Sean Ehmann ’24
For 16 years, German Chancellor Angela Merkel was the de facto ruler of Europe. As the leader of the most populous and economically powerful nation in the European Union, Merkel provided direction for the continent through numerous crises including the Great Recession, the Greek debt crisis, and the ongoing migrant crisis.
However, last year Merkel announced that she would not be leading her party, the centre-right Christian Democratic Union (CDU) into the next election. This paved the way for numerous politicians to vie for the Chancellorship in an election that took place on September 26, 2021.
Germany has a system of mixed-member proportional representation in which the amount of votes a party receives directly correlates to the percentage of seats they earn. Parties must form coalitions to garner a majority in the lower house (the Bundestag) to form government. Parties almost never gain a majority on their own. The Merkel-led CDU has formed coalitions with various other parties to govern since they rose to power in 2005. After the last election in 2017, they partnered with the centre-left Social Democratic Party (SPD) to form government.
Throughout the campaign, three different parties had spent time in the lead, with the CDU, the SPD, and the Green Party all taking turns. Other parties such as the classical liberal Free Democrat Party (FDP), the left-wing Left Party, and the far-right Alternative for Germany Party (AfD) polled notably behind; however, they all surpassed the 5% threshold for gaining seats. While they may be smaller in size, these three parties punch far above their weight as they can play the role of kingmaker, deciding which major party will lead the government.
The new leader of the CDU is Armin Laschet, the Minister-President (the German equivalent of a Premier) of the most populous German state, North Rhine-Westphalia. Laschet was initially regarded as an average leader, maintaining the CDU’s substantial polling lead. However, after several scandals and crises in his home state, his popularity, and the CDU’s, diminished.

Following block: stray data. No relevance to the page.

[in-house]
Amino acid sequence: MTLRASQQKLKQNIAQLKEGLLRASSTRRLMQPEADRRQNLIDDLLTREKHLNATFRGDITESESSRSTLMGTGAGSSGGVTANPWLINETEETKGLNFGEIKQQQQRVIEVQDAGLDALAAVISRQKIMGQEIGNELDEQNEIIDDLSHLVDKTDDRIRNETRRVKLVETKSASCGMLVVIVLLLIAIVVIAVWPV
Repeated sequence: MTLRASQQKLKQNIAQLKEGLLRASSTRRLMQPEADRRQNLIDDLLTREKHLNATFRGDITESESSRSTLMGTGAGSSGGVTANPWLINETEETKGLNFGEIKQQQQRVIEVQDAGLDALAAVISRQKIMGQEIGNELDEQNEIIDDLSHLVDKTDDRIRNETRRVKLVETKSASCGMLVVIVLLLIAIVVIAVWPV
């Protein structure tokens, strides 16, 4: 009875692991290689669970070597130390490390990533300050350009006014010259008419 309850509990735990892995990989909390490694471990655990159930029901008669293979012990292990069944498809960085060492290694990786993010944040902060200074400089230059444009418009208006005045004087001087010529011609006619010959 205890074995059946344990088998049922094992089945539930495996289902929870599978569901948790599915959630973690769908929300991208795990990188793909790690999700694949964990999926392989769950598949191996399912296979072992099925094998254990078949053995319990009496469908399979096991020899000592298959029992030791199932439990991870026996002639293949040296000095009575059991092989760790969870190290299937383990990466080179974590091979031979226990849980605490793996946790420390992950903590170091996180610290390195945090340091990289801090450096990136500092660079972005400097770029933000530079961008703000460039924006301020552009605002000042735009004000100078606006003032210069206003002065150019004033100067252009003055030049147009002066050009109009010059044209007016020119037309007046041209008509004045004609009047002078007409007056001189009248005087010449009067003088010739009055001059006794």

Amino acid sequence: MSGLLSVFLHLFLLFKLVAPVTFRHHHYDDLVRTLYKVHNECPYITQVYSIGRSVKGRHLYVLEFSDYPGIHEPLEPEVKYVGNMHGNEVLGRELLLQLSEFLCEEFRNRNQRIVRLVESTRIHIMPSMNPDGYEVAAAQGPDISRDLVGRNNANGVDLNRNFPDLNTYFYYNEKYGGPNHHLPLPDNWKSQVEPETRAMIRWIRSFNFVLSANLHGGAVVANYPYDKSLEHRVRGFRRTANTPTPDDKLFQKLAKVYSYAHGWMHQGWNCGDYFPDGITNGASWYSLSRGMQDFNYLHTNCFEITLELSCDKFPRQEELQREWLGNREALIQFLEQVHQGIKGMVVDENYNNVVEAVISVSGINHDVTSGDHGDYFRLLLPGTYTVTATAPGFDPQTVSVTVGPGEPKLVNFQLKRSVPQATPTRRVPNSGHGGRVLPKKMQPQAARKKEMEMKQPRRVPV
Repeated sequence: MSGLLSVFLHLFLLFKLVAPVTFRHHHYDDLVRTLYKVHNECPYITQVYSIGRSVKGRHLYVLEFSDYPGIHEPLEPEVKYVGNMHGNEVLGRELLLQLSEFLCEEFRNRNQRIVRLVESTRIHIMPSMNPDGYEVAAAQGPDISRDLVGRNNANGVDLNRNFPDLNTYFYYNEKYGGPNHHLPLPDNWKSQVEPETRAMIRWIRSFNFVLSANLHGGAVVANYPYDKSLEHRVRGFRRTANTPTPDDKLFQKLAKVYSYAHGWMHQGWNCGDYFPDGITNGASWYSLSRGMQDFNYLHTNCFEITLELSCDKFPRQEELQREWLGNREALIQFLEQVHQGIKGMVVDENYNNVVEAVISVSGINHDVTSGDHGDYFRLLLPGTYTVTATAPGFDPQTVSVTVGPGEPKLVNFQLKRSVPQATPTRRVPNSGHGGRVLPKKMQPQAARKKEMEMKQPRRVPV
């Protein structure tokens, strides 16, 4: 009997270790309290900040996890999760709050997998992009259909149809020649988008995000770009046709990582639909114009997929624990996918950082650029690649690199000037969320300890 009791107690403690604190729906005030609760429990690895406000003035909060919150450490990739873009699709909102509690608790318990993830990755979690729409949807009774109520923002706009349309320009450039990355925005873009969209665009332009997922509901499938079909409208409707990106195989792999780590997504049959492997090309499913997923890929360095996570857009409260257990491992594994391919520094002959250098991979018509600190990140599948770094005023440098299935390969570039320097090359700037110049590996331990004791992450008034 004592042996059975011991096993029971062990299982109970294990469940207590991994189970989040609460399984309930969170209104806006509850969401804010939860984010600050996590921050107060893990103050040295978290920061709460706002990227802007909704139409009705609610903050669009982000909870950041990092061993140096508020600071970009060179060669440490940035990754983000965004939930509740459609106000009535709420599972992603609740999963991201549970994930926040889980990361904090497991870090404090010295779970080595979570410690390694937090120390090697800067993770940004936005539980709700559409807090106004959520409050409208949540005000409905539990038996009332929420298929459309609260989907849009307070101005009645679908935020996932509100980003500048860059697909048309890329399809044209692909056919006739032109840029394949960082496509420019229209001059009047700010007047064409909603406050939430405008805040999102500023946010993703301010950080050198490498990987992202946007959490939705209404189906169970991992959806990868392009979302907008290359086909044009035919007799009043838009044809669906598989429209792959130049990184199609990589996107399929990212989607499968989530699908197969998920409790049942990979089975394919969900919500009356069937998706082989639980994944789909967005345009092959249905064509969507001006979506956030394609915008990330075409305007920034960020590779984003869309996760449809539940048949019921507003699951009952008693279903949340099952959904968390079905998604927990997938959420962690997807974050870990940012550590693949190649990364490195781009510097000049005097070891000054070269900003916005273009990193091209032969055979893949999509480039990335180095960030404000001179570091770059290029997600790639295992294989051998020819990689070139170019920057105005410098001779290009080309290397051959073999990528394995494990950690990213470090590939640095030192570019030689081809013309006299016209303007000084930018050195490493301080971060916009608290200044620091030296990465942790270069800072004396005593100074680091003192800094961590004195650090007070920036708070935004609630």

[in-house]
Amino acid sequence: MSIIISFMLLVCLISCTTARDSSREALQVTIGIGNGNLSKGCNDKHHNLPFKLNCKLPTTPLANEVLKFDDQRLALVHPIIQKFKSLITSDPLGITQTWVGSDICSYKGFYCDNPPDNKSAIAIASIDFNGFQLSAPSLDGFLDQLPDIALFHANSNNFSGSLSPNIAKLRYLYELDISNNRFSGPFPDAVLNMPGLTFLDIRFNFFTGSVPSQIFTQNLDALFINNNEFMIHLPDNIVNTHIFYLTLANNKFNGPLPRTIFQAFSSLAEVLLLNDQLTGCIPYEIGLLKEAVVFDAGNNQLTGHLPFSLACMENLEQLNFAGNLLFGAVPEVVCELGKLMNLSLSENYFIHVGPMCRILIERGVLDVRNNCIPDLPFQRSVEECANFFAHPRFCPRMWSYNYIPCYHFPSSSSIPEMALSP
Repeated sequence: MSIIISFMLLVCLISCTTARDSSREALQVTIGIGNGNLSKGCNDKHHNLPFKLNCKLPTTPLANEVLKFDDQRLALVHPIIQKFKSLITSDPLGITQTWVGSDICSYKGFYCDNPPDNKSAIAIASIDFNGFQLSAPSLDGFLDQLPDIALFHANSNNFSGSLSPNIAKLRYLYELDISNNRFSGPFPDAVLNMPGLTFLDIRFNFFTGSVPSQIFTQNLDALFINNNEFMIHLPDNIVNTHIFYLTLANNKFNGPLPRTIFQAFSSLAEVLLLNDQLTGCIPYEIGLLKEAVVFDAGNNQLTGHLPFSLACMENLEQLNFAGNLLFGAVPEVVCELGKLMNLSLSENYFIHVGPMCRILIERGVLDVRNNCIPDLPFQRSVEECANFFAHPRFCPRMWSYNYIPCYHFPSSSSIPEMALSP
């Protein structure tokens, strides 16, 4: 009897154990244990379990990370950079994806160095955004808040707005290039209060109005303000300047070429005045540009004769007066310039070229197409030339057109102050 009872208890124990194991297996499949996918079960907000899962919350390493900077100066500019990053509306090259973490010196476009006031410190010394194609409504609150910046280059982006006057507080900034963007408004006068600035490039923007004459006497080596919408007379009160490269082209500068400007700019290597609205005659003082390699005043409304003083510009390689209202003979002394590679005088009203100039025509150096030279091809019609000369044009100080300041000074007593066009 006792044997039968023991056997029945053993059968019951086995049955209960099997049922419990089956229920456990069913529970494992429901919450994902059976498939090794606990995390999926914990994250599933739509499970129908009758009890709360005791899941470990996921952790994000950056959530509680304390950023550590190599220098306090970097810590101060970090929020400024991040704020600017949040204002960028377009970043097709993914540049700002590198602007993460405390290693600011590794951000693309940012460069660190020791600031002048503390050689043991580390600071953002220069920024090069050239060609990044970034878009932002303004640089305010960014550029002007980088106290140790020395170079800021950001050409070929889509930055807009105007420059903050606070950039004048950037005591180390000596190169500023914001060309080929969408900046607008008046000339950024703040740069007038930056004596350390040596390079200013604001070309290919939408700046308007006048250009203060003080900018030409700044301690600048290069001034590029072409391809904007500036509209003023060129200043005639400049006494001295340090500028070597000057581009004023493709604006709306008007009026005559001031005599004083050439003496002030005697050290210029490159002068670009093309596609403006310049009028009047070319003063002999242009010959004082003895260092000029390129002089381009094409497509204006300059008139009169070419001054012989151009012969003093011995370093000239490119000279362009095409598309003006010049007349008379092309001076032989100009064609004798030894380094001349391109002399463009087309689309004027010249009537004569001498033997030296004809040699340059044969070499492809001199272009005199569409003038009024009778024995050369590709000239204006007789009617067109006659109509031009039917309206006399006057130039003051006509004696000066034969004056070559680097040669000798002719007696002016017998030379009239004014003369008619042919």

The SPD candidacy went to Vice Chancellor and Finance Minister Olaf Scholz. Just like his selection as Chancellor candidate, Olaf Scholz himself is a very cut-and-dry candidate. Even though they are of different parties, his steady demeanour was often compared to the outgoing Chancellor Merkel.
The Green candidate, Annalena Baerbock, contrasted with the candidacies of Scholz and Laschet. Only 40 years old, compared to Scholz and Laschet, both in their 60s, her youthfulness initially struck a chord with the German public. However, being youthful and energetic always runs the risk of being viewed as inexperienced. Additionally, as Greens have never led a government, questions were raised regarding their preparedness should they take up that role.
On September 26, 2021, the German electorate went to the polls and returned a less than decisive result. Olaf Scholz’s SPD came in first place, netting 28% of the 736 seats in Bundestag. This was their first time finishing with the most seats in 19 years. The CDU achieved a tight second with 26.5%. The Greens improved by 7% seats from their 2017 result, netting 16%. Results for the FDP and AfD saw marginal differences with them finishing with 12.5% (+1.3% from 2017) and 11.3% (-1.5%) respectively. Finally, the Left Party saw their seat count nearly cut in half, dropping from 9.4% to 5.3%.
Since no party amassed the required 368 seats necessary for an outright majority in the Bundestag, negotiations have already begun to determine which of the two largest parties can gain the support of the smaller parties to take power.
Whatever the outcome may be, whoever leads the next government will inherit a country that has spent much of the last few decades having to guide Europe through tumultuous times. They will have to hold together a continent that looks for guidance in returning to normalcy after COVID-19 and continued leadership to solve problems throughout the region and the world.
Photo Credit: RyanW1995, via Wikimedia Commons